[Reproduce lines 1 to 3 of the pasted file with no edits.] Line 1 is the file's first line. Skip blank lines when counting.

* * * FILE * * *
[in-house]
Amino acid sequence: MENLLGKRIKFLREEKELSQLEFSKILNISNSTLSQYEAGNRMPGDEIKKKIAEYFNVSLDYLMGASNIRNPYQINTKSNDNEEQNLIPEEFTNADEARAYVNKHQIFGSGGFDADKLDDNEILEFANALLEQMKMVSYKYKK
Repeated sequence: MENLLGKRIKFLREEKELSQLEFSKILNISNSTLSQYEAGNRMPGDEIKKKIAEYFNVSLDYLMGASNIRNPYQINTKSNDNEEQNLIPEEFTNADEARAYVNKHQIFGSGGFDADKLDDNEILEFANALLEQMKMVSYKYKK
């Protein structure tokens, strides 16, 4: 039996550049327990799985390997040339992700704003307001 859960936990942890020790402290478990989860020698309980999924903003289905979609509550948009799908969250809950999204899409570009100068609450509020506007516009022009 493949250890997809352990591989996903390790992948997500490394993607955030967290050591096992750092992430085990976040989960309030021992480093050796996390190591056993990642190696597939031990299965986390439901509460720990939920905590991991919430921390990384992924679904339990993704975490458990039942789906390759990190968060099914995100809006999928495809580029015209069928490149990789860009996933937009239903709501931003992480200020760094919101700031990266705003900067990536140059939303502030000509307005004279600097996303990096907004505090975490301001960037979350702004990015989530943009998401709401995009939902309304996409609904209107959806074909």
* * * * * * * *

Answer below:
[in-house]
Amino acid sequence: MENLLGKRIKFLREEKELSQLEFSKILNISNSTLSQYEAGNRMPGDEIKKKIAEYFNVSLDYLMGASNIRNPYQINTKSNDNEEQNLIPEEFTNADEARAYVNKHQIFGSGGFDADKLDDNEILEFANALLEQMKMVSYKYKK
Repeated sequence: MENLLGKRIKFLREEKELSQLEFSKILNISNSTLSQYEAGNRMPGDEIKKKIAEYFNVSLDYLMGASNIRNPYQINTKSNDNEEQNLIPEEFTNADEARAYVNKHQIFGSGGFDADKLDDNEILEFANALLEQMKMVSYKYKK